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PLoS One. 2013 Nov 8;8(11):e79787. doi: 10.1371/journal.pone.0079787. eCollection 2013.

Different host complement systems and their interactions with saliva from Lutzomyia longipalpis (Diptera, Psychodidae) and Leishmania infantum promastigotes.

Author information

1
Department of Parasitology, Universidade Federal de Minas Gerais, Belo Horizonte, Minas Gerais, Brazil.

Abstract

BACKGROUND:

Lutzomyia longipalpis is the vector of Leishmania infantum in the New World, and its saliva inhibits classical and alternative human complement system pathways. This inhibition is important in protecting the insect´s midgut from damage by the complement. L. longipalpis is a promiscuous blood feeder and must be protected against its host's complement. The objective of this study was to investigate the action of salivary complement inhibitors on the sera of different host species, such as dogs, guinea pigs, rats and chickens, at a pH of 7.4 (normal blood pH) and 8.15 (the midgut pH immediately after a blood meal). We also investigated the role of the chicken complement system in Leishmania clearance in the presence and absence of vector saliva.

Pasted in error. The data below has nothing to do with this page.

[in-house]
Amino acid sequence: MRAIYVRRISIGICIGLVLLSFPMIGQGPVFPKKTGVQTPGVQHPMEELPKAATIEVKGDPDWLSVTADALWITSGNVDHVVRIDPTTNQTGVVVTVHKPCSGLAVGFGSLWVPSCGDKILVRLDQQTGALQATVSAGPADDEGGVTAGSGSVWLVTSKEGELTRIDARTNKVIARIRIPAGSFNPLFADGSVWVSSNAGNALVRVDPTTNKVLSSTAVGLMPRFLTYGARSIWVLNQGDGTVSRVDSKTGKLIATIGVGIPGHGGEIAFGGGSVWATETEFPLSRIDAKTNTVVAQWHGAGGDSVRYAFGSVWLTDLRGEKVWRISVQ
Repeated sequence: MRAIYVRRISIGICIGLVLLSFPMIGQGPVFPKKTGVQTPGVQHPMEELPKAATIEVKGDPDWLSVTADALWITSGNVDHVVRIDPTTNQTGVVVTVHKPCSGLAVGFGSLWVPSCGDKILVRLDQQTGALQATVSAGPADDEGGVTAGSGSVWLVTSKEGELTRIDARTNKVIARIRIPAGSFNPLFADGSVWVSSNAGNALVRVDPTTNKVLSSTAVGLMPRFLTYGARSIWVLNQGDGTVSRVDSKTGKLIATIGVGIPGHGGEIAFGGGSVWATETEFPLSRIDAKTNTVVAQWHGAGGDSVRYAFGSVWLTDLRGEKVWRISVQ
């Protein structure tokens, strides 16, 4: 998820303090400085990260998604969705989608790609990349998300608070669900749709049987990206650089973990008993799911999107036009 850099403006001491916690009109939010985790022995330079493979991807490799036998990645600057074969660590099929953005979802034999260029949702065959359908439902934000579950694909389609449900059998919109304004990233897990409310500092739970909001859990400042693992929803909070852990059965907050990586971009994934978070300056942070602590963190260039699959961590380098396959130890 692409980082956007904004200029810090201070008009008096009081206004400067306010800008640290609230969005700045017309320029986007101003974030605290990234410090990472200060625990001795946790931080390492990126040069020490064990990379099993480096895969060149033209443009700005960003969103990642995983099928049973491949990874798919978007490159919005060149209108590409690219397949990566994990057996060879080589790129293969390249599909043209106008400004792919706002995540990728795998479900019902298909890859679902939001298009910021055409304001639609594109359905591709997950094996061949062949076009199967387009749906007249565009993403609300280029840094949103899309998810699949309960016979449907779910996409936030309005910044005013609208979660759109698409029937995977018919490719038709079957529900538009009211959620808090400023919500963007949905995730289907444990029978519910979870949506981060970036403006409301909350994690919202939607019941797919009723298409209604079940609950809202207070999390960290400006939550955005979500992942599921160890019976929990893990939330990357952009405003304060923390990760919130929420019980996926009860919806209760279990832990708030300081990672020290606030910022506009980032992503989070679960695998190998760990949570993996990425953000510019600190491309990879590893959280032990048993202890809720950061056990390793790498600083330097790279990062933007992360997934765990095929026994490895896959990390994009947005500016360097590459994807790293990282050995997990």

RESULTS:

The saliva was capable of inhibiting classical pathways in dogs, guinea pigs and rats at both pHs. The alternative pathway was not inhibited except in dogs at a pH of 8.15. The chicken classical pathway was inhibited only by high concentrations of saliva and it was better inhibited by the midgut contents of sand flies. Neither the saliva nor the midgut contents had any effect on the avian alternative pathway. Fowl sera killed L. infantum promastigotes, even at a low concentration (2%), and the addition of L. longipalpis saliva did not protect the parasites. The high body temperature of chickens (40°C) had no effect on Leishmania viability during our assays.

CONCLUSION:

Salivary inhibitors act in a species-specific manner. It is important to determine their effects in the natural hosts of Leishmania infantum because they act on canid and rodent complements but not on chickens (which do not harbour the parasite). Moreover, we concluded that the avian complement system is the probable mechanism through which chickens eliminate Leishmania and that their high body temperature does not influence this parasite.

PMID:
24255715
PMCID:
PMC3821853
DOI:
10.1371/journal.pone.0079787
[Indexed for MEDLINE]
Free PMC Article

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